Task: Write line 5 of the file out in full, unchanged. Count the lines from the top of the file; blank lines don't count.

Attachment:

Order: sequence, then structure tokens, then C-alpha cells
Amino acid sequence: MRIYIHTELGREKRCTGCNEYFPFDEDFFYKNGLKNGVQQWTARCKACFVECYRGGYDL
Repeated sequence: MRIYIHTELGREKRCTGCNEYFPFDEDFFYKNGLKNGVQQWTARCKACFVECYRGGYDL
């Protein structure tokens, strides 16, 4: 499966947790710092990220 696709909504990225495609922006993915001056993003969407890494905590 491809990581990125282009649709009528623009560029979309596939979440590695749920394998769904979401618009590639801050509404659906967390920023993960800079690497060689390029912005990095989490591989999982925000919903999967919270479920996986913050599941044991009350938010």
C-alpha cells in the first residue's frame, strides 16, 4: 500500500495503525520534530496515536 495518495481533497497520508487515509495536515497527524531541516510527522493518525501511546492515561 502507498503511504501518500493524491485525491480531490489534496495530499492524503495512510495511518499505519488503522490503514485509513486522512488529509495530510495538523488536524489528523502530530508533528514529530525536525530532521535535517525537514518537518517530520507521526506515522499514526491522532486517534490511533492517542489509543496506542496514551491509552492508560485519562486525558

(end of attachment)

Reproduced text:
C-alpha cells in the first residue's frame, strides 16, 4: 500500500495503525520534530496515536 495518495481533497497520508487515509495536515497527524531541516510527522493518525501511546492515561 502507498503511504501518500493524491485525491480531490489534496495530499492524503495512510495511518499505519488503522490503514485509513486522512488529509495530510495538523488536524489528523502530530508533528514529530525536525530532521535535517525537514518537518517530520507521526506515522499514526491522532486517534490511533492517542489509543496506542496514551491509552492508560485519562486525558